Major and Planned Giving
A major gift represents a significant investment on the part of the donor, and it
is intended to benefit the institution to a greater degree than a typical gift does.
A major gift is often a combination of an outright cash gift and a planned gift.
A planned gift is a provision made through some appropriate legal contract or through
a deed or will that does not become effective and complete until certain conditions
described in the contract have been fulfilled. The contract may be in the form of
a last will and testament, an insurance policy, a trust, or some other legal agreement.
Advantages of Planned Giving
- In most cases, a planned gift is arranged as a part of a total estate plan, thereby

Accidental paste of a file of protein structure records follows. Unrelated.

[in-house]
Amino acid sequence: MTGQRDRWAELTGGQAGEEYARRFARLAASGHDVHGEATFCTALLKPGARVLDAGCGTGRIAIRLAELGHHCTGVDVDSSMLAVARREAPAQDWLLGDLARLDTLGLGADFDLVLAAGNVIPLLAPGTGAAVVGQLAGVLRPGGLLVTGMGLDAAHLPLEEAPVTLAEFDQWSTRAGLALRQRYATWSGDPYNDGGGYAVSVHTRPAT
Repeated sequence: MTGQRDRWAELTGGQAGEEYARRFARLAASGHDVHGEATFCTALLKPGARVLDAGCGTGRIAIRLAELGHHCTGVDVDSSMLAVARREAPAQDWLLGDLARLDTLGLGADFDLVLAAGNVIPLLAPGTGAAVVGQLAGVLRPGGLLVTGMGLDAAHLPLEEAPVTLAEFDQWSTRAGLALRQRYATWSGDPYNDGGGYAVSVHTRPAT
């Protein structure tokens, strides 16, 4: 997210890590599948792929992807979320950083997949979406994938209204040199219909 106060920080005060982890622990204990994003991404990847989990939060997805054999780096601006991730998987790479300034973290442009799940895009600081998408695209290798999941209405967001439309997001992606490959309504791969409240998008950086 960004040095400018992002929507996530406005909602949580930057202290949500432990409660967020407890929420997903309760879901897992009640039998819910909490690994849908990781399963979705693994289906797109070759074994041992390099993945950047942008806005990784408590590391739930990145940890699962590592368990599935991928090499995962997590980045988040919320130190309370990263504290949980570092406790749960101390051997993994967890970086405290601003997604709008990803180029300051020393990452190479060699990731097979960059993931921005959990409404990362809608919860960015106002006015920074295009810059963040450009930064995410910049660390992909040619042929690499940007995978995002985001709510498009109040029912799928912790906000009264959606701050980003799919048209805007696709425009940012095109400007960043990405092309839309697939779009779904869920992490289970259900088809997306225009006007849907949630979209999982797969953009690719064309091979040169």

giving the donor, and his/her family, financial planning counsel and protection
- It provides money management for individuals or family for lifetime
- Arrangements may be made to provide income for the lifetime of the donor or other
- It increases annual income for some persons with low-yield assets
- The personal satisfaction of making a major gift to a charitable interest like Illinois
- A donor may say what he/she wants to do with a certain gift in the future, and at
the same time be recognized for it in his/her lifetime by the charitable interest
- It enables some donors to receive tax benefits for the particular situations they
find helpful at that time
Federal income tax - annually
Capital gains tax – at sale of appreciated real property
Federal estate and state estate taxes – at death
Learn more about types of planned gifts.